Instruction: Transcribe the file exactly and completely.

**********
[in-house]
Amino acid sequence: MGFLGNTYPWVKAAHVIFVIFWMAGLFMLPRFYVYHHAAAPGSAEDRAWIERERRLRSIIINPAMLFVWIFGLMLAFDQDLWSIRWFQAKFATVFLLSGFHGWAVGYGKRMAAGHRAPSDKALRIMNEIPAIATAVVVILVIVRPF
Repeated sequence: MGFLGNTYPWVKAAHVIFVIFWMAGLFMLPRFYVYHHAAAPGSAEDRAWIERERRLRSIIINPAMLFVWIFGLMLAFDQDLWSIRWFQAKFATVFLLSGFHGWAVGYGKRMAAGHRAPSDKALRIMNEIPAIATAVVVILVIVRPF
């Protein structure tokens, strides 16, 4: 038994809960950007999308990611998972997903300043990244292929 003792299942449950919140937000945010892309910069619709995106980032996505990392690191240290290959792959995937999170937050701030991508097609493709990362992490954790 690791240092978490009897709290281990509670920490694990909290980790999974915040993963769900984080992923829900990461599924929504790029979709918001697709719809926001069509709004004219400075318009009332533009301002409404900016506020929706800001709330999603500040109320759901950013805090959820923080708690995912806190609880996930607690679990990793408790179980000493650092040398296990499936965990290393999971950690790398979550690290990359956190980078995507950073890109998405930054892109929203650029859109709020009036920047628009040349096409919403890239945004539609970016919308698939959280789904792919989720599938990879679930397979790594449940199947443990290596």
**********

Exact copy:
[in-house]
Amino acid sequence: MGFLGNTYPWVKAAHVIFVIFWMAGLFMLPRFYVYHHAAAPGSAEDRAWIERERRLRSIIINPAMLFVWIFGLMLAFDQDLWSIRWFQAKFATVFLLSGFHGWAVGYGKRMAAGHRAPSDKALRIMNEIPAIATAVVVILVIVRPF
Repeated sequence: MGFLGNTYPWVKAAHVIFVIFWMAGLFMLPRFYVYHHAAAPGSAEDRAWIERERRLRSIIINPAMLFVWIFGLMLAFDQDLWSIRWFQAKFATVFLLSGFHGWAVGYGKRMAAGHRAPSDKALRIMNEIPAIATAVVVILVIVRPF
């Protein structure tokens, strides 16, 4: 038994809960950007999308990611998972997903300043990244292929 003792299942449950919140937000945010892309910069619709995106980032996505990392690191240290290959792959995937999170937050701030991508097609493709990362992490954790 690791240092978490009897709290281990509670920490694990909290980790999974915040993963769900984080992923829900990461599924929504790029979709918001697709719809926001069509709004004219400075318009009332533009301002409404900016506020929706800001709330999603500040109320759901950013805090959820923080708690995912806190609880996930607690679990990793408790179980000493650092040398296990499936965990290393999971950690790398979550690290990359956190980078995507950073890109998405930054892109929203650029859109709020009036920047628009040349096409919403890239945004539609970016919308698939959280789904792919989720599938990879679930397979790594449940199947443990290596």